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Justice News

Department of Justice
U.S. Attorney’s Office
Northern District of Georgia

Monday, September 29, 2014

Former City Of Marietta Employees And Landlords Sentenced For Section 8 Housing Fraud

ATLANTA - Shantel Bowens, Debbie Bailey, and Babatunde “Babs” Abass have been sentenced for stealing funds from the federal Housing Choice Voucher Program, known as “Section 8,” which provides rental assistance to low-income families.

“By stealing funds from the Section 8 program these defendants deprived needy families of suitable, safe housing,” said United States Attorney Sally Quillian Yates.  “We will continue to aggressively prosecute government program fraud and criminals who steal from those most in need.”

Nadine E. Gurley, Special Agent in Charge for the U. S. Department of Housing and Urban Development, Office of Inspector General said: “HUD’s Office of Inspector General is dedicated to protecting taxpayers’ dollars and ensuring HUD programs are free from fraud, waste and abuse. This partnership between the U.S. Attorney’s Office and HUD’s Office of Inspector General has helped demonstrate to our recipients that those who seek to unlawfully profit by defrauding HUD programs will be vigorously prosecuted.”

According to United States Attorney Yates, the charges and other information presented in court: Bowens and Bailey worked for the City of Marietta’s Housing Choice Voucher Program, which oversees tenant and landlord participation in the Section 8 program.  HUD provides the program with over $4 million per year in Section 8 funding.  Abass and a fourth defendant, Tunji “Chris” Imoukhuede, were enrolled as landlords in the program. 

In 2011, Bowens began identifying former Section 8 tenants, and reactivating their accounts, which had been closed.  In particular, Bowens and Bailey selected tenants who were eligible for the largest Section 8 payments, based upon their employment and family size.  Bowens altered computer records to link these tenants to Abass and Imoukhuede.  The falsified records then indicated that the former tenants were now residing in properties owned by Abass and Imoukhuede.  As a result, the two landlords began receiving fraudulent Section 8 payments.  Abass and Imoukhuede kept 40% of the funds for themselves, and withdrew the remaining 60% in cash.  In turn, they gave the cash to Bailey, who split it with Bowens.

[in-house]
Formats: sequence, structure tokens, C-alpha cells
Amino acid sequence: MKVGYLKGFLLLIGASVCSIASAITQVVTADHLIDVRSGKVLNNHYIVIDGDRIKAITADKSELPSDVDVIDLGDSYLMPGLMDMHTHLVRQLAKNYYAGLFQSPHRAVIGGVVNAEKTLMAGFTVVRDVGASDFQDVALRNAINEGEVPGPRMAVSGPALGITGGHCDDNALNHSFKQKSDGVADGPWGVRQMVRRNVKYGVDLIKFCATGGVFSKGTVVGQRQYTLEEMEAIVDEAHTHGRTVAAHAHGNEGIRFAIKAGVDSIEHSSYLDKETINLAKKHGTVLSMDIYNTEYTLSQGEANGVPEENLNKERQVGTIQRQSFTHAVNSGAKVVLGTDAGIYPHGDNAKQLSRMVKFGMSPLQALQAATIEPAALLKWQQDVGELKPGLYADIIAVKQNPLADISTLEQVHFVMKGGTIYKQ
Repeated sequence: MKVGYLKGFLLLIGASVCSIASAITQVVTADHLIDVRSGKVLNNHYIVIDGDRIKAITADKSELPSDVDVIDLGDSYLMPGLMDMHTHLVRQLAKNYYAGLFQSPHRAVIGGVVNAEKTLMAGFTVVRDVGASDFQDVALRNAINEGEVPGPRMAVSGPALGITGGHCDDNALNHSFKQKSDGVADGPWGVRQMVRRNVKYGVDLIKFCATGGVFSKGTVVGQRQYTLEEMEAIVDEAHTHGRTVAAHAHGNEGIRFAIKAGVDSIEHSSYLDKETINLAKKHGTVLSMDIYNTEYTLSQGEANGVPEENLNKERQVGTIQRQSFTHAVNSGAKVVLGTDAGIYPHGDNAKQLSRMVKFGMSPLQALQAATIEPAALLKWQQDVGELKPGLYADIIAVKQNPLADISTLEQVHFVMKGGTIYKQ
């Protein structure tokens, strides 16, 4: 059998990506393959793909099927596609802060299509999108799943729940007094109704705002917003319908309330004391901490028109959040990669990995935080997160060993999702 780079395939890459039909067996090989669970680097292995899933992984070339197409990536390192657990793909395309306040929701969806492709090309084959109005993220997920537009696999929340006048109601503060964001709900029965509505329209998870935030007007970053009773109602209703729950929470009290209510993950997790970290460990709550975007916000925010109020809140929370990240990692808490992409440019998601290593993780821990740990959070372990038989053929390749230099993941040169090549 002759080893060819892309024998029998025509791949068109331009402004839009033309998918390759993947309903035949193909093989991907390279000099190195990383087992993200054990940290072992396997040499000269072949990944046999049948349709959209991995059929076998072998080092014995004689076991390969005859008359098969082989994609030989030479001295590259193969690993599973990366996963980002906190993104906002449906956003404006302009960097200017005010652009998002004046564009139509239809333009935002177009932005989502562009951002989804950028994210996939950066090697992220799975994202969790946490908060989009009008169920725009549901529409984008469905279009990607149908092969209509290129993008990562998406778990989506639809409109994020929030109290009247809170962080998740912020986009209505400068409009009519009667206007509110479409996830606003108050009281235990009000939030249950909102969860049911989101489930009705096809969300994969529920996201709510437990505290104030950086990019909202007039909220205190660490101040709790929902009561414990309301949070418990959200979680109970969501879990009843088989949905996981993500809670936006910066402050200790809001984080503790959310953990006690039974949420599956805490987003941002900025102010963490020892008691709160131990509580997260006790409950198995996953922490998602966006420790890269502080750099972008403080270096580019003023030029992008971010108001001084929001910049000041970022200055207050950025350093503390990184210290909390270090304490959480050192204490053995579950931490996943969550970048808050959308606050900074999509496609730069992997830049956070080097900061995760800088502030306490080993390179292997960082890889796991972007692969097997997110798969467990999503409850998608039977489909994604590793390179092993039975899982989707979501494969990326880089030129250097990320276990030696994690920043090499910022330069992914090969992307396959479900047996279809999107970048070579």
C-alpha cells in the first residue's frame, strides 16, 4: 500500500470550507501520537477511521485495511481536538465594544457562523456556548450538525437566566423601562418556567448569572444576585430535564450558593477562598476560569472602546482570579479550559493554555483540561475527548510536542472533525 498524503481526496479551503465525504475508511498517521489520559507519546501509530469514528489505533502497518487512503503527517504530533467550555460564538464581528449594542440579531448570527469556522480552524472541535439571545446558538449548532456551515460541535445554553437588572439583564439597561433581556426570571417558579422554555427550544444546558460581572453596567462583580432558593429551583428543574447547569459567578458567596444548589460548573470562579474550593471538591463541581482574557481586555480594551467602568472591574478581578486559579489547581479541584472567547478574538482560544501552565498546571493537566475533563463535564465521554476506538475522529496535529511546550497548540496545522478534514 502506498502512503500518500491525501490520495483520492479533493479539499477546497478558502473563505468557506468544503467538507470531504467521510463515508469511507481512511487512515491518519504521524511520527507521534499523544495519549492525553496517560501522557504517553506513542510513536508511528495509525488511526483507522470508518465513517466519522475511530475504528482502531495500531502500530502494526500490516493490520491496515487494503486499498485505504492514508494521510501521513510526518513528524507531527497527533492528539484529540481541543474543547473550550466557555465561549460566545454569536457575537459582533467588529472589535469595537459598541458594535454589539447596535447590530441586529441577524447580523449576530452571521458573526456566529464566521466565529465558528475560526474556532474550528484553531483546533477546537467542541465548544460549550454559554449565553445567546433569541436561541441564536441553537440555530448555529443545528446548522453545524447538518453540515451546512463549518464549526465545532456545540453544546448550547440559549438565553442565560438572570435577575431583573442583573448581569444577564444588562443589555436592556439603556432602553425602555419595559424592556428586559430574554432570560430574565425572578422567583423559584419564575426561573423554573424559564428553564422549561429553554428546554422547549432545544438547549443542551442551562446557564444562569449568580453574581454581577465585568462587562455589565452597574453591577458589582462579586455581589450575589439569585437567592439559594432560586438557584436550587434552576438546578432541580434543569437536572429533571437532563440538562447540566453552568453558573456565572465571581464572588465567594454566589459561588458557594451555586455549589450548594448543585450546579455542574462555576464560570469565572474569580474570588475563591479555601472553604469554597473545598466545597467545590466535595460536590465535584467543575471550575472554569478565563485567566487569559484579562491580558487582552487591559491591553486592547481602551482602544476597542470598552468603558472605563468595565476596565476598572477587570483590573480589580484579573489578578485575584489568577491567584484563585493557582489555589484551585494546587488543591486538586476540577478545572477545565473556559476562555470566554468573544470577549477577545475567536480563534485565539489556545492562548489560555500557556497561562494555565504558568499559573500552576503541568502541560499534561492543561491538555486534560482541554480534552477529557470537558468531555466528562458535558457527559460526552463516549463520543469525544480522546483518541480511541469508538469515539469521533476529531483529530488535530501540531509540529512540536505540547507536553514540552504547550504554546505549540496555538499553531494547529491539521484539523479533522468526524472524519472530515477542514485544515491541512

During the scheme, which took place from January 2011 through June 2013, the four defendants obtained over $230,000 as a result of their fraudulent actions.  In addition, from January 2010 through June 2013, Bowens lived rent-free in Section 8 housing under false pretenses.  She falsified computer records so that a rental subsidy would be paid monthly to her own landlord, purportedly on behalf of a former tenant in the program.  Over $40,000 in Section 8 funds went to Bowens’ own housing.

Bowens, 43, of Atlanta, Ga., has been sentenced to two years and two months in prison to be followed by three years of supervised release, and ordered to pay restitution in the amount of $275,871.  Bowens was convicted on these charges on July 17, 2014, after she pleaded guilty. 

Bailey, 41, of Rome, Ga., was sentenced on August 18, 2014, to one year and two months in prison to be followed by three years of supervised release, and was ordered to pay restitution in the amount of $234,977.  She pleaded guilty to these charges on May 27, 2014. 

Abass, 48, of Mableton, Ga., was sentenced to ten months in prison to be followed by three years of supervised release, and was ordered to pay restitution in the amount of $80,349.  He was convicted on these charges on June 11, 2014, after he pleaded guilty.

Tunji Imoukhuede was arraigned on September 17, 2014.

This case was investigated by the U.S. Department of Housing and Urban Development, the City of Marietta, and the Marietta Police Department.

Assistant United States Attorney Shanya J. Dingle prosecuted the case.

Today’s announcement is part of efforts underway by President Obama’s Financial Fraud Enforcement Task Force (FFETF) which was created in November 2009 to wage an aggressive, coordinated and proactive effort to investigate and prosecute financial crimes. With more than 20 federal agencies, 94 U.S. attorneys’ offices and state and local partners, it’s the broadest coalition of law enforcement, investigatory and regulatory agencies ever assembled to combat fraud. Since its formation, the task force has made great strides in facilitating increased investigation and prosecution of financial crimes; enhancing coordination and cooperation among federal, state and local authorities; addressing discrimination in the lending and financial markets and conducting outreach to the public, victims, financial institutions and other organizations. Over the past three fiscal years, the Justice Department has filed more than 10,000 financial fraud cases against nearly 15,000 defendants including more than 2,700 mortgage fraud defendants. For more information on the task force, visit www.stopfraud.gov.

For further information please contact the U.S. Attorney’s Public Affairs Office at USAGAN.PressEmails@usdoj.gov or (404) 581-6016.  The Internet address for the home page for the U.S. Attorney’s Office for the Northern District of Georgia Atlanta Division is http://www.justice.gov/usao/gan/.

Updated April 8, 2015